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10 Tax Credits for Single Parents

        Money | Taxes

7
Child and Dependent Care Tax Credit
If you're paying for day care to work (or look for work), you can take the Child and Dependent Care Tax Credit. Catherine Yeulet/iStockphoto/ThinkStock
If you're paying for day care to work (or look for work), you can take the Child and Dependent Care Tax Credit. Catherine Yeulet/iStockphoto/ThinkStock

Ask any working parent, particularly a single parent, about childcare and you're likely to hear how expensive it is. For example, the annual average childcare expense ranges from $12,068 in California to $16,430 in Massachusetts [source: Child Care Aware of America].

The good news is the Internal Revenue Service offers a Child and Dependent Care Tax Credit that will reduce the amount of taxes you owe. If you pay someone to care for a child (under age 13) or a dependent with a disability (of any age) so that you can work, look for work or attend school full-time, there's a good chance you'll qualify for a Child and Dependent Care Tax Credit. If you are separated and are the noncustodial parent, the child and dependent care tax credit may not apply.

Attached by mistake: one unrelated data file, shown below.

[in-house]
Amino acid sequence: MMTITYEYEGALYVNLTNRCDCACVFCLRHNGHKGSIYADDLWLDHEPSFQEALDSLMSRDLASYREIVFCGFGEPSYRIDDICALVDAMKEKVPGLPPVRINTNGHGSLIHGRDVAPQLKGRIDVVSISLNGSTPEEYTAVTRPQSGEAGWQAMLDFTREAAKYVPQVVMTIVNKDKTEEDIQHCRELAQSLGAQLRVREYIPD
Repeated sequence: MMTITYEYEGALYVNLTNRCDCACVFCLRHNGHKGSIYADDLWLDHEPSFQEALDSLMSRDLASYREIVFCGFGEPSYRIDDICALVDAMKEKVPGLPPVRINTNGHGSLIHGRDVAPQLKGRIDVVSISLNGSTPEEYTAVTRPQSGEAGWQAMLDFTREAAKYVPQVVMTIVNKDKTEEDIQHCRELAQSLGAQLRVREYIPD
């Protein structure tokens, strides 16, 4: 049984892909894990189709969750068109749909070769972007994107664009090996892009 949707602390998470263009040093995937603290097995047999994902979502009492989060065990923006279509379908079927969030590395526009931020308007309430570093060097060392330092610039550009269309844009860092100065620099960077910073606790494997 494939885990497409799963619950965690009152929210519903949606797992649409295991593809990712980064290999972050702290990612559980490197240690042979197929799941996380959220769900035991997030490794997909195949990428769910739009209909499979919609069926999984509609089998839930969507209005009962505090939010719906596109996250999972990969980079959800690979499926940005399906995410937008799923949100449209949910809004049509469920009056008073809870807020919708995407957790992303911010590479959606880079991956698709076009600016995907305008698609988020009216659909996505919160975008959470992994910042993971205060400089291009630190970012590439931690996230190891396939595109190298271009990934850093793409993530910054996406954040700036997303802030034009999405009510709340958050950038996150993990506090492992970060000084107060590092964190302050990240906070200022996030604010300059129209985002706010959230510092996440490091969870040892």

The amount of Child and Dependent Care Tax Credit you'll receive will vary based on the number of children you have and the amount of qualifying expenses required to care for them. A maximum annual tax credit of $3,000 is available for one child. Two or more children are capped at a $6,000 annual tax credit [source: IRS].


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